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Cyber Liability: Do You Need To Safeguard Your Firm Against Cyber Crimes?

It’s no secret that cyber crime is on the rise. From identity theft, to credit card fraud, cyber criminals become more sophisticated by the day.  That means that data breaches are skyrocketing and victims of online theft are multiplying exponentially.  Furthermore, there is an emerging trend in cyber crime that is slowly starting to make headlines.  That being that victims of cyber crimes are no longer just major credit card companies or large businesses.   In fact, according to an article published in the Wall Street Journal in July of 2011, a whopping 63% of data breaches occurring in 2010 were at companies with less than 100 employees.

There are plenty of reasons that more and more hackers are targeting smaller businesses.  But at root it boils down to the fact that smaller businesses generally don’t have the resources to afford the level of security needed to prevent hackers from stealing their sensitive information.  Moreover, small companies (particularly those that aren’t in direct sales businesses) generally don’t see the threat of cyber theft as something they need to be overly concerned about.  Yet these types of businesses—say for example, law firms—may very well find themselves on the hook for damages caused by cyber theft, or in worse cases, find themselves as defendants in a lawsuit stemming from a breach of information.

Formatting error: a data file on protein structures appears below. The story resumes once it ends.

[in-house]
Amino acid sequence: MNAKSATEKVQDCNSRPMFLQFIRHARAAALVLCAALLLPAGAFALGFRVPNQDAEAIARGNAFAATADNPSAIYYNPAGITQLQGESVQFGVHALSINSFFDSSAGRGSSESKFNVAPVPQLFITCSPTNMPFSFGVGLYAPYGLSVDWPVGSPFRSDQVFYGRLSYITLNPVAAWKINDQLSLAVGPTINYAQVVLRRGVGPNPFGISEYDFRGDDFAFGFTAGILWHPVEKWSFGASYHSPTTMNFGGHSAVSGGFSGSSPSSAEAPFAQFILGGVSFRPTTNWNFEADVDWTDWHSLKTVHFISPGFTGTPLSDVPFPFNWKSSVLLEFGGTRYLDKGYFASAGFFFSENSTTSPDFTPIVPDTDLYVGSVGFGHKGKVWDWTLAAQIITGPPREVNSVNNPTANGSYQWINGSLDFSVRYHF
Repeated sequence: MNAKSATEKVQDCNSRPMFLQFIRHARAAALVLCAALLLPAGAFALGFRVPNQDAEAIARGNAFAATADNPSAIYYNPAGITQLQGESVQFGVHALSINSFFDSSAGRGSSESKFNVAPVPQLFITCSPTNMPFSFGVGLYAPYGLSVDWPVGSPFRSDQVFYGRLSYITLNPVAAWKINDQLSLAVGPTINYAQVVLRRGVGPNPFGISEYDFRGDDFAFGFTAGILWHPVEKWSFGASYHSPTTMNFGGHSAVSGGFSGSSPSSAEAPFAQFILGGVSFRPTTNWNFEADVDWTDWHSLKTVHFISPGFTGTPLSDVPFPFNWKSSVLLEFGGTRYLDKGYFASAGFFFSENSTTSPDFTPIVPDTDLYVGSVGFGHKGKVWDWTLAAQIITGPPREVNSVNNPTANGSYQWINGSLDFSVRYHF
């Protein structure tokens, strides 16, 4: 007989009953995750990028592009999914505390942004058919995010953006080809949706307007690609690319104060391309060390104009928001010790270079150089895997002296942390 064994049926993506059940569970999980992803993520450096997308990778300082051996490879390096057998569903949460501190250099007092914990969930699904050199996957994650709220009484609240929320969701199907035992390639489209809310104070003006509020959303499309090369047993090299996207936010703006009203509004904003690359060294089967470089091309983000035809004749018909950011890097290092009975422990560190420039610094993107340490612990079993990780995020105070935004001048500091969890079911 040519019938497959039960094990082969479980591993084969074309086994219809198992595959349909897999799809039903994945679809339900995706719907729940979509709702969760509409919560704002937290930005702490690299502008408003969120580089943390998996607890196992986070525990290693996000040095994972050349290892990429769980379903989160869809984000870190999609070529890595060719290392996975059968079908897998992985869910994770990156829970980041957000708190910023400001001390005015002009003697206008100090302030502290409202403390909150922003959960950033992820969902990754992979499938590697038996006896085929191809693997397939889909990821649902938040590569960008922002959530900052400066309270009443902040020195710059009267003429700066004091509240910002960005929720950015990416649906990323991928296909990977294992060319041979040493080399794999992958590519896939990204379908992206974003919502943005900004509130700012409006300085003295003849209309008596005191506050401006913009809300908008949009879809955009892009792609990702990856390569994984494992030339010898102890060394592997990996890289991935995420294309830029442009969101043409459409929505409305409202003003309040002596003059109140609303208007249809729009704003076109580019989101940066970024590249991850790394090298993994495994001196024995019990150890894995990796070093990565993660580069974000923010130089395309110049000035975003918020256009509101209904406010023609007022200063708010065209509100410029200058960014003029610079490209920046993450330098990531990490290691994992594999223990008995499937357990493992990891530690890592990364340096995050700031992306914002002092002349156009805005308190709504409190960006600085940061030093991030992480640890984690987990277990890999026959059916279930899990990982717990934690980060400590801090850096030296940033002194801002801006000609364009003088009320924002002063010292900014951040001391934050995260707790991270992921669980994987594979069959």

It is important to note that any sensitive or personal information that is stored on any computer belonging to the firm, or an attorney with the firm, that is leaked or stolen can ultimately wind up costing thousands of dollars and countless hours of headache to you and your firm.  That’s without taking into account damages your attorneys or your firm may suffer as a result of being publicly named in any sort of defamation lawsuit.

However, due to the fairly new emergence of cyber liability insurance, you can protect yourself and your firm from just such a nightmare.  Here are five things you should consider in regards to cyber liability protection.

1. You Have A Lot To Lose

Imagine a hacker breaks into your computer and steals all of your client data.  Names, addresses, phone numbers, bank accounts, Social Security numbers, and credit card accounts may be just the tip of the iceberg of sensitive information that is now out in the open.  Should any of this information be used to harm your clients, and an investigative audit traces the breach to your server or system, you may be financially liable for damages.  In cyber liability speak, this is considered a third-party loss, which specific policies will cover.